Prominent opponents of Reform found it prudent to leave their stately homes and moved into castellated ones for protection. This sharply reduced their chances of being lynched. Many armed their servants. Despite this alarmism surprisingly few people were killed at this time. Revolutionaries do not seem to have planned to assassinate intransigent anti-Reformers.

There was a revolution in France in 1830. Charles X was ousted and replaced by Louis-Philippe. He was a distant cousin of Charles X. Louis-Philippe promised significant reform. Spain also had a revolution. Belgium broke away from the Netherlands. Such revolutions were imitable in the United Kingdom – so revolutionists said. These revolutions all seemed to be successes and violence ceased almost as soon as change was effected.

In Ireland Daniel O’Connell was leading protests for Reform and for Repeal of the Act of Union. This was depsite O’Connell saying that if Catholic Emancipation were granted he would not make any further demands for change.

This rising tide of demonstrations and the example of revolutions abroad gave heart to radicals. It seemed that established governments were on the retreat.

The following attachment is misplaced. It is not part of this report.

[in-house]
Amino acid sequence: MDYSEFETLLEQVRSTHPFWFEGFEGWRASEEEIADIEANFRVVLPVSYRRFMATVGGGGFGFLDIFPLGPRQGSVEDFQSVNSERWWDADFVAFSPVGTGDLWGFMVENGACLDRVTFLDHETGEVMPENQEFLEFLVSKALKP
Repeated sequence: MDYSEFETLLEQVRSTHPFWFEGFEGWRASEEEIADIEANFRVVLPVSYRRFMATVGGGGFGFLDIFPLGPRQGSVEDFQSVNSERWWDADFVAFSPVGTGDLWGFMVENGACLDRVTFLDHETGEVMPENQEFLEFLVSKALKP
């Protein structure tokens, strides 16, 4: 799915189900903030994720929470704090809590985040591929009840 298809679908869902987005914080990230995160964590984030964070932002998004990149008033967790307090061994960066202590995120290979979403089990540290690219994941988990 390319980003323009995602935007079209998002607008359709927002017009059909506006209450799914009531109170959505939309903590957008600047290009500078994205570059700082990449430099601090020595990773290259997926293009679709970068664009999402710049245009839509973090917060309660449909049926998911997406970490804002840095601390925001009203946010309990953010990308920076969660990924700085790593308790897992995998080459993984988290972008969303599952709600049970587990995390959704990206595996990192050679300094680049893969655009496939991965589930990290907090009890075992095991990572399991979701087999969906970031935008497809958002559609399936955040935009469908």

The Cabinet received an anonymous letter, ”Depend upon it gentlemen, the country is ripe for revolution. Then goodbye to England’s king and ministers!”

Reformists proposed a bank strike. Everyone was to withdraw their money at once. This would precipitate a run on the banks. The slogan was ”To break the Iron Duke go for gold.”

Sir Robert Peel had disgusted the Tory Ultras by changing his mind over Catholic Emancipation. He felt he could not be seen to be a turncoat over Reform as well. Privately he recognised that Reform was needed and timely. Publicly he maintained the fiction that the present system was sensible and durable.

Whigs were almost all pro-Reform. They antecedents had been pro-Reform. Charles James Fox had argued in that 1780s that a good Whig must be a reformer. Bear in mind that he was one of the more radical of his party then.